My first interview for an RN position. Am I wrong about this?

  1. I recently had my first interview for an RN position in preparation for my graduation. I've been to clinical at this facility and they have a good track record for new graduate internships. I have good grades, a year of tech experience, and a recommendation from my instructor who is also on staff at the facility in a management position. My meeting with HR went very well. My interview with the manager of the unit (ICU) did not.

    I did my research and knew all about the company's values, vision, and philosophy. I had unit-specific questions to ask, not the least of which was how receptive the staff is to new grads. (This interview was for a "New Grad ICU Internship", so I assumed this would not be an issue.)

    Basically, the interview was all of three brief questions - why I wanted to become a nurse, what my obstacles would be, and why the ICU. I had solid answers, but the manager was unimpressed. Basically I was told (though not in these exact words) what a burden a new grad is to put through orientation and how without any previous nursing experience, common things would slow me down. It seems they are receptive to new grads - but it's clear that the only reason is because of the nursing shortage. I was specifically told that if this was a few years ago, I wouldn't even be in this interview. I was asked if I had any more questions (I said 'no' because I just wanted to get the heck out of there.) and was told that the manager would make a decision by next week. I do understand their concerns with new grads not having experience - I completely get it - but if you (obviously) feel that strongly against it, don't offer the internship.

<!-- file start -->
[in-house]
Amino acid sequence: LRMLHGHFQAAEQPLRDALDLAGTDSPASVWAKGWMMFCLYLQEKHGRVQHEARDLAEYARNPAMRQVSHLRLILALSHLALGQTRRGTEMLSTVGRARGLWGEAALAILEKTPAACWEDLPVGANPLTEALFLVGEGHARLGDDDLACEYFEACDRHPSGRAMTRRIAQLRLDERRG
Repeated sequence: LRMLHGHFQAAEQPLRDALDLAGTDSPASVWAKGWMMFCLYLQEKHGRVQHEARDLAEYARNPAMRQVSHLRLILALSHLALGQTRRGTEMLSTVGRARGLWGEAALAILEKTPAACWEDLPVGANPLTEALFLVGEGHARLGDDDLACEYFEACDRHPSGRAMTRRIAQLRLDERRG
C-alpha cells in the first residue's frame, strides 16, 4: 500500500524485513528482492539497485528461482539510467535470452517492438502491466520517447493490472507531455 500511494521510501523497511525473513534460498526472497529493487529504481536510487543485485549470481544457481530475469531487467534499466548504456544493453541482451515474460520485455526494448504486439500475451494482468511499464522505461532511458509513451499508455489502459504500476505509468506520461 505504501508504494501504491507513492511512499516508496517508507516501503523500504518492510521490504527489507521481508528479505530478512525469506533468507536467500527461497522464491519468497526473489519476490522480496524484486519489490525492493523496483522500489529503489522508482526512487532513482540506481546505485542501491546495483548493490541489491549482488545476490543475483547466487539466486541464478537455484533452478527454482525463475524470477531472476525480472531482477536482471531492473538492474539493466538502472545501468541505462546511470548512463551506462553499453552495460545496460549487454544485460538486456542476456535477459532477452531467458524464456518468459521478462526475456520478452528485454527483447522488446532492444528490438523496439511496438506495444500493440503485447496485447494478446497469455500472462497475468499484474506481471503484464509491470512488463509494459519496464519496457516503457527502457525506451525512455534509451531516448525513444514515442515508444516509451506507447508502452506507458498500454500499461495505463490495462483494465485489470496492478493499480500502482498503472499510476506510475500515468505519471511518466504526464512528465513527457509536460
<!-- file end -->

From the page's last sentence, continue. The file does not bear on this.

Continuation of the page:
I have taken into account that perhaps today was a bad day for the manager. I still think this was a completely unacceptable experience. If you offer an internship for a new graduate, don't get hissy if one applies for it. At this point, I have decided that I will not be accepting the position even if it is offered. Am I wrong to take this stance? Certainly, this is not a manager I want to work under. My intention is to call the recruiter on Monday and tell her that I am no longer interested in this position, but I do feel the hospital is excellent and would like to interview with a different unit. I'm just not sure how to reply if/when she asks 'why'.

    Any suggestions?
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    About Elysium_Won

    Joined: Jun '06; Posts: 29; Likes: 22
    RN

    15 Comments

  3. by   LauraF, RN
    You might ask the recruiter if there are other positions available. Keep in mind though that managers talk. So I would keep things to yourself until you have a foot in the door. Once you get a job there, and you so how much you are NOT a burden, and how this manager, sure missed the boat on hiring you then you can be the one with the one up.
    I understand your feelings. But if you complain, when you really want to work at that facility that would not look good. You know what I mean? Don't go making a bunch of waves before you even have a job there. Good luck!
  4. by   Elysium_Won
    Yes, I know exactly what you mean. I don't plan to say why I am no longer interested so I guess I'll just go with the "not the right fit at this time" routine. I hate confrontation anyway. I am fairly certain that this behavior is not typical at this facility, otherwise I'd forget about it altogether. I just didn't expect to encounter such unprofessionalism right out of the gate.

    Time to cash that reality check, I guess.
  5. by   llg
    You could say that you are no longer interested because of the manager's comments about the difficulties of orienting a new. You could say that she convinced you that getting some experience first would be better. A good recruiter would pick up on the fact that the manager is discouraging new grads without you having to say anything bad about the manager.

    llg
  6. by   JentheRN05
    VERY good point llg! thats what I would do.
    WHen i was a senior, I had a similar experience. In CCU (are all ICU/CCU staff like this?) She really had two questions. Why CCU and How do I handle confrontation. What? Confrontation wasn't in my practice interview. But it didn't stop there, no. She went on and on about how there are frequent confrontations between nurses on the unit and before I could even be considered she had to know how I would handle those confrontations. Well - let me think. Maybe by not taking this job. Thanks and have a good day. Geez.